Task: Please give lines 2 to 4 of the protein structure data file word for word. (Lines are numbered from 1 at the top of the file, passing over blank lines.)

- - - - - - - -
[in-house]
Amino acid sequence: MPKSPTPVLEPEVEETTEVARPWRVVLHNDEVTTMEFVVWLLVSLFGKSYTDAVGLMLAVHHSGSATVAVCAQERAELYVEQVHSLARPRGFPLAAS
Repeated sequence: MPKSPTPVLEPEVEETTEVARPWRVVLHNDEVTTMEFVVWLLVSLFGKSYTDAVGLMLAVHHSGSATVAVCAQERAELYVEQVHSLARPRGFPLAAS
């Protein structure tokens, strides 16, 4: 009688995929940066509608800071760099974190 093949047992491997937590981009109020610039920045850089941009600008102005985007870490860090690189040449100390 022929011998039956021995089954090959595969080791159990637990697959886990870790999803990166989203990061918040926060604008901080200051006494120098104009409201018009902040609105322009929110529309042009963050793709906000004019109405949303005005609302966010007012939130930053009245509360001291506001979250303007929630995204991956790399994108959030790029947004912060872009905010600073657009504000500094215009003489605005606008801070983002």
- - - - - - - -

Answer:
Amino acid sequence: MPKSPTPVLEPEVEETTEVARPWRVVLHNDEVTTMEFVVWLLVSLFGKSYTDAVGLMLAVHHSGSATVAVCAQERAELYVEQVHSLARPRGFPLAAS
Repeated sequence: MPKSPTPVLEPEVEETTEVARPWRVVLHNDEVTTMEFVVWLLVSLFGKSYTDAVGLMLAVHHSGSATVAVCAQERAELYVEQVHSLARPRGFPLAAS
């Protein structure tokens, strides 16, 4: 009688995929940066509608800071760099974190 093949047992491997937590981009109020610039920045850089941009600008102005985007870490860090690189040449100390 022929011998039956021995089954090959595969080791159990637990697959886990870790999803990166989203990061918040926060604008901080200051006494120098104009409201018009902040609105322009929110529309042009963050793709906000004019109405949303005005609302966010007012939130930053009245509360001291506001979250303007929630995204991956790399994108959030790029947004912060872009905010600073657009504000500094215009003489605005606008801070983002």